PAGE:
Before I say anything else about this concert review, I just want to lay this out: wow. Though not a huge fan of choral music or operas, I was definitely won over (if at least for the time being!) after attending the packed Luminous Voices concert at the newly-opened Bella Concert Hall. Under the artistic direction of Timothy Shantz, the 3 year old professional choir absolutely stunned me. This was my first time being in the Bella, and I think the state-of-the-art acoustics, combined with the singers’ amazing talent, made this concert one that is one I will remember.
The program was centered around requiems and masses — songs for the dead, and included selections that span from the 1700s to present day. From the first piece, I could tell how in-tune the ensemble was, both literally and figuratively. The group’s sound blended perfectly, with parts enunciated where they needed to be. Luminous Voices always managed to start and end beautifully. Their blend was incredibly impressive, and something I would expect from a much older ensemble. The group also made great and creative use of the concert hall itself. For the first three pieces on the program, the group changed configuration every time, making using of the stage, choir loft, and left and right hand balconies to achieve their desired artistic effect. At one point, the cello soloist was placed in the choir loft, where her sound resonated so greatly and purely that I thought it had to be a recording.
I was pleased at the ensemble’s use of both contemporary and local composers as well as well-known composers like Bach and Mozart. It was definitely an out-of-the-ordinary experience to be able to applaud the composer of a piece you just heard in concert. In this case, Vancouver composer Jeffrey Ryan certainly got his share of well-deserved praise for “…sempiternam”, an excerpt from his major work, “Afghanistan: Requiem for a Generation”.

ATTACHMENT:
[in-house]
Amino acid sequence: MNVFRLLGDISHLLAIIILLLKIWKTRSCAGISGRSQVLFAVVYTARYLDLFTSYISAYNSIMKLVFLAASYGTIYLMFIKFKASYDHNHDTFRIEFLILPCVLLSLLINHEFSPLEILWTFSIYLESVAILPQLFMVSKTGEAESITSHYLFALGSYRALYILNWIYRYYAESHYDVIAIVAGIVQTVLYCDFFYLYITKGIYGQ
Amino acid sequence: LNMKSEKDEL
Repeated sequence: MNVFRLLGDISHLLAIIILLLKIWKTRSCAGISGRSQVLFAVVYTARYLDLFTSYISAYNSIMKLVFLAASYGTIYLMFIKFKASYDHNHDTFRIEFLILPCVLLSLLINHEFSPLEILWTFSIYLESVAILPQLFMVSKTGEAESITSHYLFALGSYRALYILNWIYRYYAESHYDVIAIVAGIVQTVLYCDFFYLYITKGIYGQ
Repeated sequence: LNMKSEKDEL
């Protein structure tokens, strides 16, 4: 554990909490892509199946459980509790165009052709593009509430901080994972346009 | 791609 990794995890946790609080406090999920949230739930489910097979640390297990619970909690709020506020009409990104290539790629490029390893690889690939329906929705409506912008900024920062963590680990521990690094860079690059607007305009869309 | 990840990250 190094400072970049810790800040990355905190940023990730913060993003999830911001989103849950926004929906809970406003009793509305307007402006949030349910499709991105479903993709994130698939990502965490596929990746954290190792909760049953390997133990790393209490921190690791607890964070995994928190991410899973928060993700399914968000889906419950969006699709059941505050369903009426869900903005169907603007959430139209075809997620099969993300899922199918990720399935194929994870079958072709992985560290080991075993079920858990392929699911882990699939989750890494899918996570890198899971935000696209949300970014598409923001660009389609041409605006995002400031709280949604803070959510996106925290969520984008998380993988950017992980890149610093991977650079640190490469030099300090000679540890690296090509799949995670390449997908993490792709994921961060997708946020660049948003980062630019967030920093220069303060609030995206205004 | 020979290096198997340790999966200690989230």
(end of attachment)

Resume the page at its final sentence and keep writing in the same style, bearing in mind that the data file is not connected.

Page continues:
The second-half of the concert brought us the famous Requiem by Mozart. For non-music history geeks, the Requiem in D Minor was the last composition written by Mozart before his death in 1791, and was incomplete at the time. The work was commissioned anonymously, though it was eventually revealed that it was a prominent count who wanted to honour his recently-deceased wife. In order to receive the full commission on the requiem, Mozart’s wife Constanze gave the manuscript and other drawings of her husband’s to Franz Süssmayr, who finished the work. His completion is the most famous one, but following the discovery of a new drawing by Mozart that would add a new section to the requiem in the 1960s, a Harvard music professor by the name of Robert Levin completed his own rendition, which was the version performed by Luminous Voices. The performance was accompanied by the Luminous Voices chamber orchestra, which is made up of many of Calgary’s most talented musicians. The group features musicians from the CPO and others that you would probably have worked with as clinicians if you’re in band. The combination of a stellar choir and a great orchestra combined made the hour-long requiem interesting and beautiful throughout.